Contact details: Michael Freeley, X225, School of Biotechnology, Dublin City University, Glasnevin, Dublin 9. Telephone: 353-1-7005961. Email:

 Selected publications

[1] Freeley M, Volkov Y, Kelleher D, Long A. (2005). Stimulus-induced phosphorylation of PKC q at the C-terminal hydrophobic-motif in human T lymphocytes. Biochemical and Biophysical Research Communications 334(2):619-30.

[2] Gruber T, Freeley M, Thuille N, Heit I, Shaw S, Long A, Baier G. (2006) Comment on "PDK1 nucleates T cell receptor-induced signaling complex for NF-kappaB activation". Science 312(5770):55.

[3] Freeley M and Long A. (2013) Advances in siRNA delivery to T cells: potential clinical applications for inflammatory disease, cancer and infection. Biochemical Journal 455(2): 133-147.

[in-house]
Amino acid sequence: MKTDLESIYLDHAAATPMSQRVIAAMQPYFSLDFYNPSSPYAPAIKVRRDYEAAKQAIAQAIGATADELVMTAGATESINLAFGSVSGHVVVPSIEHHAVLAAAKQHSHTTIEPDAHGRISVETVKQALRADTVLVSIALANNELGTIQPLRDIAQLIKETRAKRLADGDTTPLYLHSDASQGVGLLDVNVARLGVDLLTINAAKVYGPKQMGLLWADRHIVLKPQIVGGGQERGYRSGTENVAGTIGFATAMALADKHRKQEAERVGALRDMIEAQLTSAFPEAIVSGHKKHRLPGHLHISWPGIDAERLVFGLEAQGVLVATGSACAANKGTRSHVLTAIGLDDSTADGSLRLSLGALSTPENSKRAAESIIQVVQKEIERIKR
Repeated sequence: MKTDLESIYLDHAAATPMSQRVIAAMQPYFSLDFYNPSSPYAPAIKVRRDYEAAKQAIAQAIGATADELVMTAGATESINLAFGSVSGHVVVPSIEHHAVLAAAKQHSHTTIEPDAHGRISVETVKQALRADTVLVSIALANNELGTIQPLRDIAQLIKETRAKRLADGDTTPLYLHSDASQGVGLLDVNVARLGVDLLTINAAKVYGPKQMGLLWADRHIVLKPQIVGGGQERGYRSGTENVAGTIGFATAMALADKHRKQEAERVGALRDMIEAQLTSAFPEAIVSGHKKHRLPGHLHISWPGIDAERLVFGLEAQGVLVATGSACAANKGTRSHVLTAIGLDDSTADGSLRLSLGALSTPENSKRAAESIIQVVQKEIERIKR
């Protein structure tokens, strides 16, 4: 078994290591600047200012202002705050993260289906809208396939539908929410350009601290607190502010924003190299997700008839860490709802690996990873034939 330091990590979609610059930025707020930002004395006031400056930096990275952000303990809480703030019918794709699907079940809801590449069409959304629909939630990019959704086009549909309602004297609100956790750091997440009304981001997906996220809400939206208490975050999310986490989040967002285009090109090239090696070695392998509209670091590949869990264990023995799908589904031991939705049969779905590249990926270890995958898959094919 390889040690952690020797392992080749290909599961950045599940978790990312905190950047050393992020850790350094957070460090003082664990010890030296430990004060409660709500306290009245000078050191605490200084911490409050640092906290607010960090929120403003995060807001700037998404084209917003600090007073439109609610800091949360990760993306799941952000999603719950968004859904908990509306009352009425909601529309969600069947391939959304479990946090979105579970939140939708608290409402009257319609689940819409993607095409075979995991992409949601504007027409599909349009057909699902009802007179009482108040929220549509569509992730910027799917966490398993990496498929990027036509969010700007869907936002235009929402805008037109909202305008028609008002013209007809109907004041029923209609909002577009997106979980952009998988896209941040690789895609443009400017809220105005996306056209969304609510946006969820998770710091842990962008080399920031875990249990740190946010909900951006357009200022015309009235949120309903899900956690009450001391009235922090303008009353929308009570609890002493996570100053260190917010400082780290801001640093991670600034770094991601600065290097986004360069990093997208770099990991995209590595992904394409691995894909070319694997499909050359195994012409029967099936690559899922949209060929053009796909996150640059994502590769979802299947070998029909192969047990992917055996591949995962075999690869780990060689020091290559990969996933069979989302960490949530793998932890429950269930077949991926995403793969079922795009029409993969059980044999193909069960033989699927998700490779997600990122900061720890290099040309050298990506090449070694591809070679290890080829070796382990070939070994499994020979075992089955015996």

[4] John S, Freeley M, Long A and Frasier I. (2014) RNAi screening in cells of the immune system: challenges and opportunities. Frontiers in RNAi. 1: 144-177.

[5] Freeley M and Long A. (2013) The Two Hit Hypothesis: An Improved Method for siRNA Mediated Gene Silencing in Stimulated Primary Human T Cells. Journal of Immunological Methods 396(1-2): 116.

[6] Freeley M, O’Dowd F, Paul T, Kashanin D, Davies A, Kelleher D, Long A. (2012). L-plastin regulates polarisation and migration in chemokine-stimulated human T lymphocytes. Journal of Immunology 188(12): 6357-70.

[7] Freeley M, Bakos G, Davies A, Kelleher D, Long A, Dunican DJ. (2010). A High Content Analysis Toolbox Permits Dissection of Diverse Signalling Pathways for T lymphocyte Migration. Journal of Biomolecular Screening 15(5):541-55.

[8] Freeley M, Derrick E, Dempsey E, Hoff A, DaviesA, LeakeD, Vermeulen A, KelleherD and LongA. (2015) RNAi screening with self-delivering, synthetic siRNAs for identification of genes that regulate primary human T cell migration. Journal of Biomolecular Screening 20(8): 943-956.


11th April, 2017